توسعه مقیاس تاکتیک های خودارائه گری
|کد مقاله||سال انتشار||مقاله انگلیسی||ترجمه فارسی||تعداد کلمات|
|38949||1999||22 صفحه PDF||سفارش دهید||8980 کلمه|
Publisher : Elsevier - Science Direct (الزویر - ساینس دایرکت)
Journal : Personality and Individual Differences, Volume 26, Issue 4, 12 March 1999, Pages 701–722
Abstract Previous personality measures examining individuals' propensity to engage in self-presentation (e.g. self-monitoring, social desirability) often dealt only with positive forms of self-presentation and have not measured individuals' proclivity to use specific self-presentation tactics. In order to overcome these problems, 4 studies were carried out to (a) develop a self-presentation tactics scale (SPT) measuring individual differences in proclivity for using 12 self-presentation tactics, (b) examine the dimensions of self-presentation and (c) to examine gender differences in self-presentation behavior. The results of the 4 studies indicate that the SPT is internally consistent, consistent across time and that the SPT shows adequate discriminant validity. Confirmatory factor analyses demonstrate that self-presentation consists of two distinct components: defensive and assertive tactics, and that these two general types of tactics are significantly correlated. Additionally, males are more likely than females to use assertive self-presentation tactics. The potential utility of the self-presentation tactics sc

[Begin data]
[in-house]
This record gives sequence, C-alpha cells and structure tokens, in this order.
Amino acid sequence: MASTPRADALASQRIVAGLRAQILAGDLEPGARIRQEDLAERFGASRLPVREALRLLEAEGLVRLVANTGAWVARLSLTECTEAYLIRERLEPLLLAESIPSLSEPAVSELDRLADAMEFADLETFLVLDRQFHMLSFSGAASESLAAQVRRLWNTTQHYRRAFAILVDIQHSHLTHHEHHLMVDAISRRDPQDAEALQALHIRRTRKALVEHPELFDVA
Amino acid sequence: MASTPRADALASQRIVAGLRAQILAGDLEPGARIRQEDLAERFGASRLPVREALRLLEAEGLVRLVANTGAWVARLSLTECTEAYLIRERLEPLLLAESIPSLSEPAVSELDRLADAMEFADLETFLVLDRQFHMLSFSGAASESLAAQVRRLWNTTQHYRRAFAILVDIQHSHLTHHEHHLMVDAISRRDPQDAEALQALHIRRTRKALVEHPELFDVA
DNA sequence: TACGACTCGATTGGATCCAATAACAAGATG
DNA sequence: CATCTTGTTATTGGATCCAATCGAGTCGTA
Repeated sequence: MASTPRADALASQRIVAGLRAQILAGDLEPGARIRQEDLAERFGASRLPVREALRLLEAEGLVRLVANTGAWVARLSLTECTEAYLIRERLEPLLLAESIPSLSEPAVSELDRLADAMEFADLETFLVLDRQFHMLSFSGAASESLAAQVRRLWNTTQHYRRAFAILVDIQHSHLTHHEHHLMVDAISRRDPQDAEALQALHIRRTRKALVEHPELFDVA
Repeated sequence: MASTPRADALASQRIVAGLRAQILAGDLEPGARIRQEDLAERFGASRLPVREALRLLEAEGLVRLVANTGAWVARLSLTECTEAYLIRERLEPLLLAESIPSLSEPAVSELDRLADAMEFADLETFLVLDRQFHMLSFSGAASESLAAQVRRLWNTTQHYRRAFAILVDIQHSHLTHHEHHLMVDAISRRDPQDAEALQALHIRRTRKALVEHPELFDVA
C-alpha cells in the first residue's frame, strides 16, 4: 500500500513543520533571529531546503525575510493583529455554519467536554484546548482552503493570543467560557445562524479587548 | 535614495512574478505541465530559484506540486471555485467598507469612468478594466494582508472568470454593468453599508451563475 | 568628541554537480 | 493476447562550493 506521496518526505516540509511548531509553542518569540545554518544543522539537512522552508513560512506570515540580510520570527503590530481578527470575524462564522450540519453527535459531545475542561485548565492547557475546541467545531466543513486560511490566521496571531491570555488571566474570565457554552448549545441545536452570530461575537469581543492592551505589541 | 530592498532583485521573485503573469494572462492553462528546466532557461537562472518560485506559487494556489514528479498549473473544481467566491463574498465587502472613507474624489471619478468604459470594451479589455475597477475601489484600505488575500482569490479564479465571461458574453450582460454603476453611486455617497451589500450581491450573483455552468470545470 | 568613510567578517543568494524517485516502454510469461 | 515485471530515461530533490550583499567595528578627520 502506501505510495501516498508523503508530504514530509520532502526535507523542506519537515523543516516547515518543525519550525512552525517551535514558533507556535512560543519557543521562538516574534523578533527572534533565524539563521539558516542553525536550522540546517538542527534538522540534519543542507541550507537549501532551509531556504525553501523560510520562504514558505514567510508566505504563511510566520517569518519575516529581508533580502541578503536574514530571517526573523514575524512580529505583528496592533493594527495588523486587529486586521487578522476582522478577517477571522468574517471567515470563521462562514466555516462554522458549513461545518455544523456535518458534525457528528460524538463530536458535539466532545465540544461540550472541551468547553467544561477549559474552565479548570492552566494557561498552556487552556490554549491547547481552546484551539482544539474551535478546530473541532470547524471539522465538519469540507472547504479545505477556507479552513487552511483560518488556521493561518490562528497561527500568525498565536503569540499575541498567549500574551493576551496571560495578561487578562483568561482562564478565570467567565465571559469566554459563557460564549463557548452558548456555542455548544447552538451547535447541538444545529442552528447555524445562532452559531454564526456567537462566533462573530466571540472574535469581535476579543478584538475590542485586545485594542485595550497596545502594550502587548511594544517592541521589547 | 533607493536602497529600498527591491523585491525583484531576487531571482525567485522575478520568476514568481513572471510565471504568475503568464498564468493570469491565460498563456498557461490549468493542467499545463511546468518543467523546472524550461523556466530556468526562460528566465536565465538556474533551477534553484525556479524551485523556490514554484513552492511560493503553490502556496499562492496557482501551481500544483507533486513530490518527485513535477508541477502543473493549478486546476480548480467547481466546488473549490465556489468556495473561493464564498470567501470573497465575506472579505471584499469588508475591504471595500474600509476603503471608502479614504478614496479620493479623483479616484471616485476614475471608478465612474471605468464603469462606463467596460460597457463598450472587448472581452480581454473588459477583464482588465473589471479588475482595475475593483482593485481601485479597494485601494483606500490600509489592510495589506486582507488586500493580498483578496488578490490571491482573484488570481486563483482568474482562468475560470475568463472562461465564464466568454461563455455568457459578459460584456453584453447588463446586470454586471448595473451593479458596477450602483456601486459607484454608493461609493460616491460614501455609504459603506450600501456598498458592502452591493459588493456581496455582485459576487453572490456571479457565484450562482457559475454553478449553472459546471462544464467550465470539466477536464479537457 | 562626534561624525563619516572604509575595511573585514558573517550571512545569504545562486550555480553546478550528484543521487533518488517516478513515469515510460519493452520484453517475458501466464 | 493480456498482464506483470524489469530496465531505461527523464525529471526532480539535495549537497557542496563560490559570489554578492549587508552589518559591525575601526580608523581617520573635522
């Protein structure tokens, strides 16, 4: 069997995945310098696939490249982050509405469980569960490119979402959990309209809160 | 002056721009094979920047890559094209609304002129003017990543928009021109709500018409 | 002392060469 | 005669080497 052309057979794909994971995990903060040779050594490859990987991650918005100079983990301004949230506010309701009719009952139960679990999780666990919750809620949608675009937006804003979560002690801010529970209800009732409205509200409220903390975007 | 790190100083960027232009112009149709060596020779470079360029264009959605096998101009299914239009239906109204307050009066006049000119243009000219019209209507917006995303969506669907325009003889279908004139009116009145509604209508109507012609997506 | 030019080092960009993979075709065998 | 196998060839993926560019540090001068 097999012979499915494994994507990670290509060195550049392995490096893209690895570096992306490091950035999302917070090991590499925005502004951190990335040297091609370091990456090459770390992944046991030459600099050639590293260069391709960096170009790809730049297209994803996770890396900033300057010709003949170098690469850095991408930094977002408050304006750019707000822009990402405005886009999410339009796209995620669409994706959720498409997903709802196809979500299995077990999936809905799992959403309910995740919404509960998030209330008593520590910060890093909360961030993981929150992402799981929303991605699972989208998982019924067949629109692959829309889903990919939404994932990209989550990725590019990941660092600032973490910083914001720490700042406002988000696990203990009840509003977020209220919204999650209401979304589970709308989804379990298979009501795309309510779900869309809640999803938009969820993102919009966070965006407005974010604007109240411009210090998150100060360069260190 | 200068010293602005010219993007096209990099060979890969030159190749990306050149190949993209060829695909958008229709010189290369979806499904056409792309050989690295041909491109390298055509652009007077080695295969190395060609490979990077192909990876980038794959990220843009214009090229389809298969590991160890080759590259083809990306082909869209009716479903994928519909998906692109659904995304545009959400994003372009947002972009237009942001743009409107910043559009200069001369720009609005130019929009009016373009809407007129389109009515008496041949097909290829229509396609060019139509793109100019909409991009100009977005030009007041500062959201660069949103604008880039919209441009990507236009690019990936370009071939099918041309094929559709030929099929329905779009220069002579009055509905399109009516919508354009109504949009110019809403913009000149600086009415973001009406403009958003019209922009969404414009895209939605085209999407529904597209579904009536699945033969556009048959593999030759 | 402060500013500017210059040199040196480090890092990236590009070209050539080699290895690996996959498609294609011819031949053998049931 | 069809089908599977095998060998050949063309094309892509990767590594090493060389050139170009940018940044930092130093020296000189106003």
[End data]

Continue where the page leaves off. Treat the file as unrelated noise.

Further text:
1. Introduction Self-presentation consists of behaviors which are intended to manage the impressions that observers have of actors (Goffman, 1959). Self-presentation has sometimes been distinguished from impression management which has been defined as an attempt to control the images which are presented to others usually to increase the power of the individual. Self-presentation has been proposed to deal with more self-relevant or authentic presentations (see Schlenker, 1980for a more detailed analysis of this distinction). However, as the tactics used to engage in both impression management and self-presentation are the same and it is the tactics we are concerned with here, we will use the terms interchangeably as others have done (see Leary and Kowalski, 1990). Self presentation has been used to explain many different interpersonal phenomena including aggression (Tedeschi and Felson, 1994), cognitive dissonance (Tedeschi and Rosenfeld, 1981), job interviewing behavior (Stevens and Kristof, 1995) and health related behaviors (Leary et al., 1994). Given self-presentation's possible explanatory value to so many areas of inquiry, an understanding of individuals' proclivity to engage in different types of self-presentational behaviors would be a useful tool in our understanding of social phenomena. The present research had the goals of: (a) developing scales to measure a person's proclivity to use certain self-presentation tactics, (b) assessing the reliability and validity of the scales, (c) empirically examining the dimensions which underlie self-presentational tactics and (d) examining gender differences in self-presentation behavior. Tedeschi and Melburg (1984)classified self-presentational behaviors into 4 categories, based on distinctions between tactical and strategic self-presentation, and between defensive and assertive behaviors. A representative example for each of the 4 categories is as follows: excuses for tactical-defensive behaviors; entitlements for tactical-assertive behaviors; test anxiety for strategic-defensive behaviors; and attractiveness for strategic-assertive behaviors. Self-presentation tactics are behaviors used to manage impressions to achieve foreseeable short-term interpersonal objectives or goals, while strategic behaviors are directed toward the construction of long-term identities (see Baumeister, 1982on self-construction). While tactical self-presentation focuses on specific behaviors, strategic self-presentation is focused on the identities a person is constructing and many different tactics may be employed in the construction of a single identity. Defensive self-presentations occur when an event is interpreted as endangering or spoiling a desired identity and are intended to mend the identity or mitigate the negative effects of the precipitating event. Assertive self-presentation refers to proactive behavior performed to establish particular identities (see Arkin, 1981regarding protective and acquisitive self-presentation). Several attempts have been made to develop paper-and-pencil scales measuring the proclivity of respondents to engage in self-presentational behavior including the self-monitoring scale (Snyder, 1974), the social desirability scale (Crowne and Marlowe, 1964), and the self-consciousness scale (Fenigstein et al., 1975). While each of these scales captures a person's motivation to manage impressions to some degree, they do not appear to directly measure specific types of self-presentational behavior. Factor analyses of the self-monitoring scale indicate that one of the factors accounting for a significant amount of variance refers to “acting ability” (Briggs et al., 1980; Gabrenya and Arkin, 1980; Lennox and Wolfe, 1984). The second factor, other-directedness, deals with how in-tune a person is with an audience and the third factor, extroversion, is most likely not that closely related to self-presentation as both intraverts and extroverts engage in self-presentational behavior. As two of the factors have to do with aspects of performing unauthentic behavior, the scale may underrepresent the construct of self-presentation. Self-presentation is not necessarily unauthentic behavior. Often the identities the person wishes to present are identities the person truly believes he or she possesses. Additionally, individuals have been shown to give significantly different responses to the self-monitoring scale when they believe it is a measure of acting ability (Nesler et al., 1995). The social desirability scale measures the motivation of an individual to gain the approval of another person. However, not all self-presentational behavior is designed to present a socially desirable identity. Individuals may often present identities of aggressiveness or weakness in order to achieve their interpersonal objectives (Jones and Pittman, 1982). The self-consciousness scale measures the degree to which a person is concerned with public appearances, private identities, and social anxiety. Traditionally, as compared to individuals high in public self-consciousness, those high in private self-consciousness have been characterized as authentic and independent and less motivated to engage in self-presentation to others (Scheier, 1980; Carver and Scheier, 1985; Fenigstein, 1987)2. However, although the self-consciousness scale may give some indication of the degree to which people are motivated to engage in self-presentation, it does not attempt to measure the propensity to use specific self-presentation tactics. Social anxiety is clearly related to defensive self-presentation (Schlenker and Leary, 1982 and Roth et al., 1988Schlenker and Leary, 1985; Snell, 1989; DePaulo et al., 1990; Meleshko and Alden, 1993), but probably is associated with many other social circumstances as well. The self-monitoring scale, the social desirability scale and public-private self-consciousness, although they tap some aspects of the proclivity for one to engage in self-presentational behavior, are limited and do not adequately measure the construct of self-presentation. More recently, a self-presentation scale was developed by Roth et al. (1986), Roth et al. (1988). Confirmatory factor analysis of items indicated that the scale appears to measure the propensity of respondents to deny negative characteristics (repudiative tactics) and to affirm positive characteristics (attributive tactics). These two dimensions were significantly correlated with one another in both studies. This two-dimensional structure may parallel the defensive and assertive categories proposed by Tedeschi and Lindskold (1976)and Tedeschi and Melburg (1984). However, some items in the scale refer to behaviors (e.g. “I would lie to get out of trouble”) and others refer to values (e.g. “Money is an important motivator for me”). It was not clear if the measure is meant to be one of attitudes or behavior and it is not clear how one necessarily relates to the other in terms of self-presentation. Finally, the focus in the self-presentation scale is the propensity to present positive identities to others. Yet, as mentioned before, not all self-presentation is meant to present a positive identity (e.g. Jones and Pittman, 1982). These methodological problems and conceptual ambiguities suggest that the proclivity for self-presentation is probably under-represented by the self-presentation scale, thus undermining its construct validity. The studies to be reported here take a different approach to the measurement of propensity for engaging in self-presentation. The focus is clearly on tactical self-presentation because a measure of a propensity to engage in tactical behavior has practical advantages. Most laboratory research has focused on tactical self-presentation (see Tedeschi, 1981; Baumeister, 1982) and a measure of a propensity to engage in such behavior would allow clear tests of the construct validity of these studies. The method utilized obtains self-reports of the frequency of use of 13 self-presentation tactics. The focus on specific behaviors avoids the over-generality associated with measuring motives, as in the case of the social desirability scale. It is assumed that a “track record” of prior behavior is the best predictor of future behavior. 1.1. Types of self-presentation tactics Creation of the self-presentation tactics scale was based on the theory of Tedeschi et al. (Tedeschi and Lindskold, 1976; Tedeschi, 1981; Tedeschi and Melburg, 1984) which divides self-presentation tactics into two distinct categories: defensive and assertive (see Fig. 1). Defensive and assertive self-presentation tactics have different interpersonal purposes. Assertive self-presentations are meant to develop or create identities, whereas defensive tactics are used in order to defend or restore an identity which has been spoiled. Two-component model of self-presentation. Fig. 1. Two-component model of self-presentation. Figure options In order to examine specific tactics of impression management we identified 13 tactics most often discussed in the literature and which can be categorized as either defensive or assertive tactics (e.g. Tedeschi and Lindskold, 1976; Schlenker, 1980; Jones and Pittman, 1982). The conceptual definitions provided by impression management theorists were used as a basis for developing items to measure each tactic. 1.1.1. Defensive self-presentation tactics. (a) Excuses: verbal statements denying responsibility for negative events ( Tedeschi and Lindskold, 1976). (b) Justifications: providing overriding reasons for negative behavior as justified, but accepting responsibility for it ( Scott and Lyman, 1968). (c) Disclaimers: expressions offering explanations before predicaments occur ( Hewitt and Stokes, 1975). (d) Self-handicapping: the production of an obstacle to success with the intention of preventing observers from making dispositional inferences about one's failure ( Berglas and Jones, 1978). (e) Apologies: a confession of responsibility for any harm done to others or negative events and expressions of remorse and guilt ( Tedeschi and Lindskold, 1976). 1.1.2. Assertive self-presentation tactics (a) Ingratiation: actions performed to get others to like the actor so that the actor can gain some advantage from them ( Jones and Pittman, 1982). Ingratiation may take the form of self-enhancing communication, flattery, opinion conformity and doing favors or giving gifts ( Jones and Wortman, 1973). (b) Intimidation: actions that have the intent to project an identity of the actor as someone who is powerful and dangerous. Intimidation tactics are used to induce fear in a target and increase the effectiveness of contingent threats ( Jones and Pittman, 1982). (c) Supplication: An actor projects himself or herself as weak and displays dependence to solicit help from a target person ( Jones and Pittman, 1982). (d) Entitlement: claims by an actor of responsibility and credit for positive achievements ( Tedeschi and Lindskold, 1976). (e) Enhancement: An actor persuades others that the outcomes of his or her behavior are more positive than they might have originally believed ( Schlenker, 1980). (f) Basking: An actor associates self with another person or group who is perceived positively by others, or asserts the worth of a group to which he is positively linked ( Cialdini and Richardson, 1980). (g) Blasting: A behavior intended to produce or communicate negative evaluations of another person or groups with which the actor is merely associated ( Cialdini and Richardson, 1980). (h) Exemplification: A behavior presenting the actor as morally worthy and as having integrity. By using this tactic, an actor may elicit respect, imitation, or admiration from others ( Jones and Pittman, 1982).